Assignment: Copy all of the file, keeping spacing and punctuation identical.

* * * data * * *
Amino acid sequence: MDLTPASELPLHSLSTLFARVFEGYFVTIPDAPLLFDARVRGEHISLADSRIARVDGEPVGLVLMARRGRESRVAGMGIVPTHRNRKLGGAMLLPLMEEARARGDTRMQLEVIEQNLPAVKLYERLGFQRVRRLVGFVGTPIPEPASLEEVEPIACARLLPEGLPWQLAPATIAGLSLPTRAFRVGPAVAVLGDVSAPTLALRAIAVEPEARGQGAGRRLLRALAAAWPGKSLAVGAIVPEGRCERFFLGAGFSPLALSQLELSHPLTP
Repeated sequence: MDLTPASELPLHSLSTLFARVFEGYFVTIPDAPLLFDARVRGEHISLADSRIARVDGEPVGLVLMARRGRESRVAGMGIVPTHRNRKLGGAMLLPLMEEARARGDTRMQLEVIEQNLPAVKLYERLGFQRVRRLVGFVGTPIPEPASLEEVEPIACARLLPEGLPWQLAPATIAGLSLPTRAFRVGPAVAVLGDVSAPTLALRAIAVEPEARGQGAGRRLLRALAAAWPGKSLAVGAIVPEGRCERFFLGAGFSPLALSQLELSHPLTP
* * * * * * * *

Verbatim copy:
Amino acid sequence: MDLTPASELPLHSLSTLFARVFEGYFVTIPDAPLLFDARVRGEHISLADSRIARVDGEPVGLVLMARRGRESRVAGMGIVPTHRNRKLGGAMLLPLMEEARARGDTRMQLEVIEQNLPAVKLYERLGFQRVRRLVGFVGTPIPEPASLEEVEPIACARLLPEGLPWQLAPATIAGLSLPTRAFRVGPAVAVLGDVSAPTLALRAIAVEPEARGQGAGRRLLRALAAAWPGKSLAVGAIVPEGRCERFFLGAGFSPLALSQLELSHPLTP
Repeated sequence: MDLTPASELPLHSLSTLFARVFEGYFVTIPDAPLLFDARVRGEHISLADSRIARVDGEPVGLVLMARRGRESRVAGMGIVPTHRNRKLGGAMLLPLMEEARARGDTRMQLEVIEQNLPAVKLYERLGFQRVRRLVGFVGTPIPEPASLEEVEPIACARLLPEGLPWQLAPATIAGLSLPTRAFRVGPAVAVLGDVSAPTLALRAIAVEPEARGQGAGRRLLRALAAAWPGKSLAVGAIVPEGRCERFFLGAGFSPLALSQLELSHPLTP